Bars, Serves /

Church Street Tavern, Burlington

Classics are classics for a reason. So when we stepped into Church Street Tavern in Burlington, Vermont and bartender Albert Brown offered us a Bee’s Knees, we simply couldn’t say no. So now we’re taking in the scene at this inviting neighbourhood pub, amongst a low-key lunch crowd, and watching eagerly as Albert juices a lemon and makes fresh honey syrup right in front of us.

“Vermont is a huge beer state, so we serve a lot of beer here,” Albert explains. “But we get asked for cocktails every so often, especially now that more speakeasy-type bars are opening up in town and people are getting into it.”

Albert Brown makes a classic Bee's Knees at Church St Tavern in Burlington, Vermont

That Church Street Tavern is known for its beer selection, and not its cocktails, means that Albert has to juice lemons, or make a quick simple or honey syrup to order, but he assures us that he doesn’t mind. For one, the drink is far more delicious that way. For another, it gives him the time to chat and to perform—two facets of bartending he is quite keen on.

There is something endearing about Albert. He is young and enthusiastic, still on the up in this industry, not yet weighed down with years of dealing with unreasonable customers, his hands not yet worn from years of sanitizer solution and gallons of cut citrus. He makes his cocktails with precision and care—he is eager to do right by them.

Albert Brown makes a classic Bee's Knees at Church St Tavern in Burlington, Vermont

In fact, he’d recently just learned about the Prohibition-era Bee’s Knees cocktail, and knew that Brockmans would make a perfect fit for it.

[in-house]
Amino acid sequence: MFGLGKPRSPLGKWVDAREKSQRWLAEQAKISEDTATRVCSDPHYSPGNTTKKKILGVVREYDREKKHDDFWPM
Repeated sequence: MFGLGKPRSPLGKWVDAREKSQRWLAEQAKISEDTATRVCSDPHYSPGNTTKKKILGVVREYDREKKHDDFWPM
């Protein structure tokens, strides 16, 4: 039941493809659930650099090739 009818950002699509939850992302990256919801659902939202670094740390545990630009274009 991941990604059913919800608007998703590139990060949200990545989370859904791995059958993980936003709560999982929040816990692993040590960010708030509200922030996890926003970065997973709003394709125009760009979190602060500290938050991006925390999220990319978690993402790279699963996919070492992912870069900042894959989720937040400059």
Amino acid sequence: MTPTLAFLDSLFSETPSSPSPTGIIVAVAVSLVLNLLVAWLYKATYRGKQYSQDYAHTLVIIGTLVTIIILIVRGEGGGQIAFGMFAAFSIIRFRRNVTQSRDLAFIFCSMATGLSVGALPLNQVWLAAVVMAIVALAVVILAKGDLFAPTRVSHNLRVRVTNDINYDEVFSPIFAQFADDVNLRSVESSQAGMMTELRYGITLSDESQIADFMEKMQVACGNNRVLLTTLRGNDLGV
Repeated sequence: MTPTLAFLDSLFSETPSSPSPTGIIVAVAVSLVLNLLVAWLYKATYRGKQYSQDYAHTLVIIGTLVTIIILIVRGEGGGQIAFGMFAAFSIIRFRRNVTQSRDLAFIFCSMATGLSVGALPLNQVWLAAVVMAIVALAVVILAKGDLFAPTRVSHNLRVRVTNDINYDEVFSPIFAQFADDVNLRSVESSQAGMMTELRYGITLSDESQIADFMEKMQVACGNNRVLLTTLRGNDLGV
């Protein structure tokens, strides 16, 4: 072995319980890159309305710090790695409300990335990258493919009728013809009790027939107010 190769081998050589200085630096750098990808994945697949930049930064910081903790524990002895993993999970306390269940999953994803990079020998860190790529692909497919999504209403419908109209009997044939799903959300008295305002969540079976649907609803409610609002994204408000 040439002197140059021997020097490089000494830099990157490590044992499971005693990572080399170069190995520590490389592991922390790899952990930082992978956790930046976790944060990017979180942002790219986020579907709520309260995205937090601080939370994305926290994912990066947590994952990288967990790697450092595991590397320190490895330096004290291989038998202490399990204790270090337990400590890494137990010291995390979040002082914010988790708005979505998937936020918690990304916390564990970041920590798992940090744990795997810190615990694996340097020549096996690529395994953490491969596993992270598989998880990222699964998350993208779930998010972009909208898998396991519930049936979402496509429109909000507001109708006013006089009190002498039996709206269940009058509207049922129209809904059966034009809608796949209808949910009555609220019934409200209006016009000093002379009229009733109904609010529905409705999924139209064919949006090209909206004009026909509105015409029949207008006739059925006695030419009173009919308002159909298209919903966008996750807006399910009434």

“Simple syrup is too, well, simple, sometimes, and because there are so many different interesting, herbal notes in gin, I realised that honey was a much better pairing for it.”

Albert Brown makes a classic Bee's Knees at Church St Tavern in Burlington, Vermont

Who are we to argue? Our mouths begin to water as he shakes, strains, and garnishes his drink with a lemon twist. It is cold, perfectly sweet, perfectly tart, and a perfect vehicle to let the richness of Brockmans really shine through.

We will happily try a brand new gin drink any day of the week (don’t threaten us with a good time!). But sometimes, a gin classic, made right, in a cosy setting, with a lovely bartender, is exactly what we need.

Bee’s Knees

(it’s a classic)


  • 2 oz/60 ml Brockmans Gin
  • 1 oz/30 ml lemon juice
  • 1 oz/30 ml 1:1 honey syrup


  1. Add all ingredients to a shaker.
  2. Shake vigourously until the tin is quite cold.
  3. Double strain into a chilled coupe or martini glass.
  4. Garnish with a lemon wedge, lemon wheel, or lemon twist.
  5. Lather, rinse, repeat.

Love the classics as much as we do? Be sure to check out our deep dives on the histories of the French 75 and the Negroni next…